By contrast, my Bulgarian sun block seems fine - at least I think it's sun block. Packaged with Bulgarian text and written with the Cyrillic alphabet, for all I know, it could be leather conditioner. However, at some point in the aging process, they're pretty much the same.

Posted by
396 posts

This has got to be the best title ever for a post on the travel forum.. was getting a little bored on the Greece forum due to the millionth post of 'what island should I visit?', and voila, boredom abated : )

Posted by
2051 posts

Agreeing with Lia. This has been such a joy to read-loving all the humorous replies! And especially the one regarding leather conditioner"......

Posted by
6877 posts

I grew up with Polish toothpaste as a child (I lived in Poland for my first 7 years or so in the early 70s) and ended up with "Eastern European teeth" (meaning weak), as my dentist says. The toothpaste was either chocolate or blueberry flavored and it had no fluoride! I think as a tourist who is visiting only temporarily, much damage won't be done...LOL. Relax and enjoy the cultural variations. No need to run to international chains for everything.

Posted by
15045 posts

Eeew, that reminds me of the one time I tried Israeli toothpaste - definitely gritty. I think I held out for a full week before tossing it. American toothpaste has been available here for as long as I can remember, 2 or 3 times the price. I don't even know if there are any locally made brands! I'll be your toothpaste would clean silver really well.

You could use table salt as an alternative, but it might not be any less unpleasant.

Posted by
5697 posts

And then there was the trip when my husband said "this toothpaste doesn't have that minty fresh taste" just as I was about to ask "have you seen my tube of foot cream ?" Only happened once -- we were more careful, and he had no ill side effects.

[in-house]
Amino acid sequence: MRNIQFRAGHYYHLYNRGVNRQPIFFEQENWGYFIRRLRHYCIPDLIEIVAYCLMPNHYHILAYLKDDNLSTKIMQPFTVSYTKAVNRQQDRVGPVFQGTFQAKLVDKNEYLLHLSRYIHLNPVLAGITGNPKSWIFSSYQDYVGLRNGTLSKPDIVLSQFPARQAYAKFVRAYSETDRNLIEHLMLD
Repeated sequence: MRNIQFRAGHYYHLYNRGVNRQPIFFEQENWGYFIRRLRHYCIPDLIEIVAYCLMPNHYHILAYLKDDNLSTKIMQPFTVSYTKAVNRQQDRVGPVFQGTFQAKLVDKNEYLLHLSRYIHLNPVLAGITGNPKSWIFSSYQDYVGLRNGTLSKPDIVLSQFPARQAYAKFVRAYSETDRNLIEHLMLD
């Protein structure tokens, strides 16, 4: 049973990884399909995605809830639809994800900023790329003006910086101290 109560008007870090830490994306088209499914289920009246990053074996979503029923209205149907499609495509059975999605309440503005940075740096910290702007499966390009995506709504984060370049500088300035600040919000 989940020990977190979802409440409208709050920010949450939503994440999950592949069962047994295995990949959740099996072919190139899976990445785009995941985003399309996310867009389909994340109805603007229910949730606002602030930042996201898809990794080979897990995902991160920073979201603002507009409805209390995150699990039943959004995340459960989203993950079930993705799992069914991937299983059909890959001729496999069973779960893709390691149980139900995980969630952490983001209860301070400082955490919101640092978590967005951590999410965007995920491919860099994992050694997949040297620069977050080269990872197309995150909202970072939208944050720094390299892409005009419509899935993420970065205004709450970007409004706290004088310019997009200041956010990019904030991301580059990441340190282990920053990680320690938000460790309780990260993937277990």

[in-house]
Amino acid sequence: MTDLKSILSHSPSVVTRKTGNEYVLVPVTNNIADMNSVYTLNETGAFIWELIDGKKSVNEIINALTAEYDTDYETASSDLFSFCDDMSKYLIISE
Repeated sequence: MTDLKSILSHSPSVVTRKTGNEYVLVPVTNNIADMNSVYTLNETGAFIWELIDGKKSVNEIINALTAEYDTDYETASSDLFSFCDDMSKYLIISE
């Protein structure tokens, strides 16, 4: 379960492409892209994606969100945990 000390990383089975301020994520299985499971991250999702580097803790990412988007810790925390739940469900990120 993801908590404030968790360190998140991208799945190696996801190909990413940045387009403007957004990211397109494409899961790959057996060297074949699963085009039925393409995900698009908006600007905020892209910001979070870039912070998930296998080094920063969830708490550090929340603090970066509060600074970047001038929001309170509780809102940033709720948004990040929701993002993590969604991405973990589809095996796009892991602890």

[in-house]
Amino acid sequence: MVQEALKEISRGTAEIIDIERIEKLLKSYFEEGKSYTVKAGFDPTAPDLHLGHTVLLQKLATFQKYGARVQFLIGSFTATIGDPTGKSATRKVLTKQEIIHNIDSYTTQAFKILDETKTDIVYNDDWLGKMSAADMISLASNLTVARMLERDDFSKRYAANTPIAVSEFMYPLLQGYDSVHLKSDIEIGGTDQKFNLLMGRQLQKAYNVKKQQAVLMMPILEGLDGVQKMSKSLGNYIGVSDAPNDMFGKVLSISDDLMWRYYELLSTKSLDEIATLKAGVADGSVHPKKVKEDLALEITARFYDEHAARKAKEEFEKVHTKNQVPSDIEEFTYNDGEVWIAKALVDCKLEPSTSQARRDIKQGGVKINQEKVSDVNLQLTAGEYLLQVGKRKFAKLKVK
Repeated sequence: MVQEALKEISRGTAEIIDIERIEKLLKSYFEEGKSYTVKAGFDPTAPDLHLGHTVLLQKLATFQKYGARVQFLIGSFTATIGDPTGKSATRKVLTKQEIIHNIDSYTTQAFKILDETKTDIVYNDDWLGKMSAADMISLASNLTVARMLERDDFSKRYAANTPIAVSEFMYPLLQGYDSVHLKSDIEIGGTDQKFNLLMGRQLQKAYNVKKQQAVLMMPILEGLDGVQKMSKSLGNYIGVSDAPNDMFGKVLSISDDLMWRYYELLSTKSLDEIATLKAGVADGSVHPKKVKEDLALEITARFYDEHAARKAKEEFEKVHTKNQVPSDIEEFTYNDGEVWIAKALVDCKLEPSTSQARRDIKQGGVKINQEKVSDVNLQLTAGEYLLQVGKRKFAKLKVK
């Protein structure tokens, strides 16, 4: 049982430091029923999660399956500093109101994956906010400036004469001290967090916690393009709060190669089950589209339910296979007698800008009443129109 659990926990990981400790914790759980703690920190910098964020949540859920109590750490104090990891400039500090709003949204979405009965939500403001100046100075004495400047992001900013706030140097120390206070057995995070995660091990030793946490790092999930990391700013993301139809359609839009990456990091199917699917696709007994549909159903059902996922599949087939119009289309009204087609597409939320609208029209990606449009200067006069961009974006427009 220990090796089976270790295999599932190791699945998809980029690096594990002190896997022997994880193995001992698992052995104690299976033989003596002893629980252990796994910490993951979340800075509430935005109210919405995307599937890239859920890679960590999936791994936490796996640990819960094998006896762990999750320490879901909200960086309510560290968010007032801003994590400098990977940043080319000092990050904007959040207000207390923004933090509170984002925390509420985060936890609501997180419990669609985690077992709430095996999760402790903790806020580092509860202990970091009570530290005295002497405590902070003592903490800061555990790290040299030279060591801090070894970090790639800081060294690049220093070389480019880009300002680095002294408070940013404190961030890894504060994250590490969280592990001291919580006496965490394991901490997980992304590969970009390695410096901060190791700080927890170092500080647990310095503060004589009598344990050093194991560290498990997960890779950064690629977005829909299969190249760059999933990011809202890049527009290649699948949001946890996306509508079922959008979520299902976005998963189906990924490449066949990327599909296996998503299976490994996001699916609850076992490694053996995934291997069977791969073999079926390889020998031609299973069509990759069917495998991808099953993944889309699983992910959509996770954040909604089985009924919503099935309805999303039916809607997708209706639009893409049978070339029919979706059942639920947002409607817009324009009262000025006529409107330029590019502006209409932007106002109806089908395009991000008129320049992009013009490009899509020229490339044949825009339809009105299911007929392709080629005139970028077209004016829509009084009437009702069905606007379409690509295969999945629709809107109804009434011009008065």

Posted by
2349 posts

When the kids were small, and we'd run out of grown up toothpaste, I'd sometimes have to use their bubble gum flavor stuff. You know your teeth are clean, but they sure don't feel like it. But I wasn't scared!

Posted by
1353 posts

I have a nephew who when visiting Western Europe bought what he thought was contact solution. Turned out to be mouthwash. That was a shocking surprise:). He grew up in England so was used to buying "non American" products.

Posted by
3339 posts

The question about whether it's available in grocery stores reminded
me of my last trip to NY City. We looked all over the grocery store
for toothpaste and finally found it right at the cashier's station
like cigarettes are in other parts of the country. Is this an item
that is often shoplifted??

What makes you think of shoplifting?? LOL Things kept by cash registers are there to encourage impulse purchases. I've never seen toothpaste at the registers at our grocery stores. They're usually in the aisle with mouthwash, floss, etc.

The brand I bought is so zesty and stimulating, I have anxiety about
using it as it makes my mouth clammer in reaction. Just last night,
the effects were sufficiently distracting, I had difficulty falling
asleep.

Zesty and stimulating....are you sure what you bought was really toothpaste? :-)

Posted by
4592 posts

Definitely an entertaining post! You can polish your silverware when you’re back home! Reminds me of the time my husband put a small box of “laundry detergent “ in our cart - the day before we would join our RS Italy tour. It had a drawing of a black shirt. Luckily, I compared it to the others on the shelf because it was black dye!

Posted by
401 posts

One of my habits is to buy weird (to me) toothpaste in countries I visit to see what it's like. For example, the bright red toothpaste Email in France ("émail" is French for enamel, as in tooth enamel) or the Euthymol toothpaste I picked up recently in Ireland. I knew it was going to be good when the label boasted of the "distinctive strong taste of Euthymol" (whatever the heck that is). It tastes like wintergreen

Posted by
2144 posts

Thankful for this topic as I’m going to the dentist this morning for a crown! Hopefully I won’t have to have a root canal on this tooth. I have something to think and laugh about while the dentist is drilling my tooth.